I see Lee and Maholm as the main guys the Twins should target if they are to trade Wilson Ramos. There are a couple other pitchers I could see them targeting as well such as Jeremy Guthrie and Brett Myers, but those teams have no need for catching. The Orioles have Matt Wieters and the Astros have Jason Castro, both currently playing in the Majors. I’ve also ruled out guys like Roy Oswalt and Jake Westbrook due to financial reasons, and the fact that I question whether Oswalt would approve a trade to Minnesota or whether the Indians would trade Westbrook within their division; not to mention the fact that they already have Carlos Santana as their catcher.

As mentioned earlier, the Twins are clearly in need of a third baseman. Danny Valencia has done well so far, but can he keep it up, and can he show more power? To fill the need at third, the Twins could target guys like Ty Wigginton, Miguel Tejada, or Jhonny Peralta. All three guys could provide some power to the lineup with a respectable average. But most importantly, they are all financially affordable and are fully capable of playing multiple infield positions. I don’t see any of these guys being traded for Wilson Ramos, which is why I did not give them their own little blurbs along with Lee and Maholm. But the Twins could likely put something together for these guys.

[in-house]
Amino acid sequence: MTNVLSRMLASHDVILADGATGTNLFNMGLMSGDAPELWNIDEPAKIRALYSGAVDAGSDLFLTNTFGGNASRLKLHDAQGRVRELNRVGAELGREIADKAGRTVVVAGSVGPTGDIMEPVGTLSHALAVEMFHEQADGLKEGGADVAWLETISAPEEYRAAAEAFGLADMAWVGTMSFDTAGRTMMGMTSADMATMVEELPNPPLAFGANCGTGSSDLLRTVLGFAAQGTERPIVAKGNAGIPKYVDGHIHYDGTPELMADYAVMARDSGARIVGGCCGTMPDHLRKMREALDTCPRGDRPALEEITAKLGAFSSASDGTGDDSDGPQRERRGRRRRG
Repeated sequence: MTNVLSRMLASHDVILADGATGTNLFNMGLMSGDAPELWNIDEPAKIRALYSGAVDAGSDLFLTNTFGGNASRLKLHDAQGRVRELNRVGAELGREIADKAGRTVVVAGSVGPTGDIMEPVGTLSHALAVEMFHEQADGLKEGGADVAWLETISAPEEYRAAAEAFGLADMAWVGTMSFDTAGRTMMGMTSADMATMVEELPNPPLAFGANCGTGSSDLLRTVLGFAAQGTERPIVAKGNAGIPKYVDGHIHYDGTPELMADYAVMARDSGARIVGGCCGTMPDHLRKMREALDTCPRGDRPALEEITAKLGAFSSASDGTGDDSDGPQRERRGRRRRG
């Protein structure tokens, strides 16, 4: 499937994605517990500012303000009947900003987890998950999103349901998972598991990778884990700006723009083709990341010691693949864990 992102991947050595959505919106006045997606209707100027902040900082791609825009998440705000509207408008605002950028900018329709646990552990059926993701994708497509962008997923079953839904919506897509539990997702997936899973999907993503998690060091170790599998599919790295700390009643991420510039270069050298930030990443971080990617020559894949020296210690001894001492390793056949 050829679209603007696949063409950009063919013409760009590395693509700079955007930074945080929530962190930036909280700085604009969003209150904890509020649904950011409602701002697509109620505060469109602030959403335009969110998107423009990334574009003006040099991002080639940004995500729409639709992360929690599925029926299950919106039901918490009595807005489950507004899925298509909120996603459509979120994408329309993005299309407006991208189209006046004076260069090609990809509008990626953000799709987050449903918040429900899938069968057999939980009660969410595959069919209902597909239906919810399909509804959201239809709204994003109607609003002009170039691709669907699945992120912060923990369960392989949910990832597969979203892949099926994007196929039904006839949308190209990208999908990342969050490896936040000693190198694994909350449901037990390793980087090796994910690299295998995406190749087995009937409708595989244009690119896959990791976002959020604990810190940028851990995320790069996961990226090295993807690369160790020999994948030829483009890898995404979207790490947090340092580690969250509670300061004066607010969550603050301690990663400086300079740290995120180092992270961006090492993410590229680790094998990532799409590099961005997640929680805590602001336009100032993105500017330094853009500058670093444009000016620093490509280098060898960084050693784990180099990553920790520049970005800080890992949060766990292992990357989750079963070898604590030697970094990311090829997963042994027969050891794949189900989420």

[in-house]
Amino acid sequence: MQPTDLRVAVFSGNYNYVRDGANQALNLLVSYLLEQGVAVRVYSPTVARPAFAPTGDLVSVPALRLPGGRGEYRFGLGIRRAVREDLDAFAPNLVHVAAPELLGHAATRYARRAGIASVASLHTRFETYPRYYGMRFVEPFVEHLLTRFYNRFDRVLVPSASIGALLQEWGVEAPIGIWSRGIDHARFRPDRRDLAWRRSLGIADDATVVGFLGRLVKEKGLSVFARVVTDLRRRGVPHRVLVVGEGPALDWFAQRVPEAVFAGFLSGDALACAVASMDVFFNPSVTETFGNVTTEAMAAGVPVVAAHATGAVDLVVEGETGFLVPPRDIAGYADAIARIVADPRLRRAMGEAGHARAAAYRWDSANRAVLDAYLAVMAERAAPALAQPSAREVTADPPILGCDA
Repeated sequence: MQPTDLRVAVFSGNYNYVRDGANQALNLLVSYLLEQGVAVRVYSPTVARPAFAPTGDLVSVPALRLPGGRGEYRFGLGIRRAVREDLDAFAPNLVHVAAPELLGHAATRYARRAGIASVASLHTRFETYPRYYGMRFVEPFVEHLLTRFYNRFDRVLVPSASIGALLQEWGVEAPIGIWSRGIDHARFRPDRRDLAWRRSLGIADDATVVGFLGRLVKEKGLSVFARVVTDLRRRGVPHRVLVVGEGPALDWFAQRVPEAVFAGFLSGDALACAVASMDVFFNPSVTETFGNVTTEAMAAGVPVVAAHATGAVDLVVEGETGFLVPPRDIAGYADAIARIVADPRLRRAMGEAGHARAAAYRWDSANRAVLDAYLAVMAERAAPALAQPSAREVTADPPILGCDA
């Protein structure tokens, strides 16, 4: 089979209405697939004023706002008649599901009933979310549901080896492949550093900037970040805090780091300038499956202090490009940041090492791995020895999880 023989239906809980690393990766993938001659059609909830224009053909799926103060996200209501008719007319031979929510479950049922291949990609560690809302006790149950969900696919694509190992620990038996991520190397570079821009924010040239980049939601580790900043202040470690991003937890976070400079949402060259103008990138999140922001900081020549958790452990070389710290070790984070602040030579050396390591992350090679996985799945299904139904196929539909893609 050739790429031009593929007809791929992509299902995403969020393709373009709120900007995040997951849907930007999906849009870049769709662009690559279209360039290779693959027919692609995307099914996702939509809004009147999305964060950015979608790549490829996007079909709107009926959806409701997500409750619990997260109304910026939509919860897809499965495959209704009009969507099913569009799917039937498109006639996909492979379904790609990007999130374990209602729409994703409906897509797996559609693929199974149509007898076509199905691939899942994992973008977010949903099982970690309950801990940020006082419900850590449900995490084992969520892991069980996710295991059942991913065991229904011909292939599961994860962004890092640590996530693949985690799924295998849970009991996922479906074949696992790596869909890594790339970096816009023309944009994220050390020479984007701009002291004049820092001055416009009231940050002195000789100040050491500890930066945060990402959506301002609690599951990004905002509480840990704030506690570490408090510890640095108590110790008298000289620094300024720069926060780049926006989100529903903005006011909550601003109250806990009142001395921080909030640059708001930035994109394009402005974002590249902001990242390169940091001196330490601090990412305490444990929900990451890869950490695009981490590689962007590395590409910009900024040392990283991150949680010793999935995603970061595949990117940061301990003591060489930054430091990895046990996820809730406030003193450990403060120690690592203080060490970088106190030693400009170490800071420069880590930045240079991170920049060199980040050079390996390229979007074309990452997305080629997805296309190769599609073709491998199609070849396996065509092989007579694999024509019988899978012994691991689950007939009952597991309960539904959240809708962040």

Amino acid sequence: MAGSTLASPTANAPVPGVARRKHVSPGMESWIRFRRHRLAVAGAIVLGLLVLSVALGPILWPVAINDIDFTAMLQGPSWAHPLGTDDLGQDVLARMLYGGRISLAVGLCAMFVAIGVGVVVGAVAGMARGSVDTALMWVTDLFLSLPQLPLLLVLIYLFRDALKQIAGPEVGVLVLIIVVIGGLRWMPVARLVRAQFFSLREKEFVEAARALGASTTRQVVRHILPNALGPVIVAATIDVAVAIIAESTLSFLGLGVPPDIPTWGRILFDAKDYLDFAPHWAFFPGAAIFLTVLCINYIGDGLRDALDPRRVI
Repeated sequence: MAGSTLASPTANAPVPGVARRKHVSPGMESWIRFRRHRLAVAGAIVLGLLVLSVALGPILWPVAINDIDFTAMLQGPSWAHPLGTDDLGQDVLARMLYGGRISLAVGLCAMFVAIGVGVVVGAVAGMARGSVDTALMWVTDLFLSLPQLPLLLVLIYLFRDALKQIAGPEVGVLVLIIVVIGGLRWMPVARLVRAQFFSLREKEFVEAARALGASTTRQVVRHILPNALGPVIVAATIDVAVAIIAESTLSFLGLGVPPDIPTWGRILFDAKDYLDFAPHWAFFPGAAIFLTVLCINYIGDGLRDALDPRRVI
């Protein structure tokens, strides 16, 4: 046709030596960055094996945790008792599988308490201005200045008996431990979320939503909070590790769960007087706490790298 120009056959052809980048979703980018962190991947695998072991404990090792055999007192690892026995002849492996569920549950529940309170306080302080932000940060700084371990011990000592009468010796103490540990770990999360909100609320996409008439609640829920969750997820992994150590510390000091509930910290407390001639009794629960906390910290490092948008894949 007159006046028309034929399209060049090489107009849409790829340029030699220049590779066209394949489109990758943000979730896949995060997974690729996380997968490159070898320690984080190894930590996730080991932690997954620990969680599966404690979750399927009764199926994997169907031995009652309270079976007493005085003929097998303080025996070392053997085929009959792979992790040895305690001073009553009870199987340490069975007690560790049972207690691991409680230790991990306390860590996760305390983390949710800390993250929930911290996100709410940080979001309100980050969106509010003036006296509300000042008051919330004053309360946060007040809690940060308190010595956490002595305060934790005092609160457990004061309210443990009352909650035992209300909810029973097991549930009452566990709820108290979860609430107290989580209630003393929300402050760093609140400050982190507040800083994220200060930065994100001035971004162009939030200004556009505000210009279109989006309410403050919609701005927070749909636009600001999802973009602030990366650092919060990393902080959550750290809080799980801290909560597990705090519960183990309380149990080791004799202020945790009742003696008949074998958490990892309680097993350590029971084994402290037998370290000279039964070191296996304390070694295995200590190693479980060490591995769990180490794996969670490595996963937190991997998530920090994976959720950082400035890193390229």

Over the next month we will see this list of trade candidates change. Teams will hit slumps and lose some ground, while others may begin to tear it up and pull away from the pack. While we may also see some of the players mentioned here be traded to other teams, causing teams to target new players and the media to speculate on other moves. The month of July should be interesting for baseball fans everywhere as they look to see whether their favourite teams look to upgrade or throw in the towel and look to next year.

As for the Twins, their main goal at the moment should be to find another starter for that rotation. When going for a playoff run, it’s always good to have six guys who can take the ball on any given night and give you a chance to win. That way, if one guy gets injured, you still have an effective 5-man rotation that you can use. At the moment, the Twins do not have that 6th guy and with the performances that Nick Blackburn has been giving them lately, it’s now questionable as to whether they have a reliable 5th man anymore.

Saturday, June 26, 2010

Jays Need Speed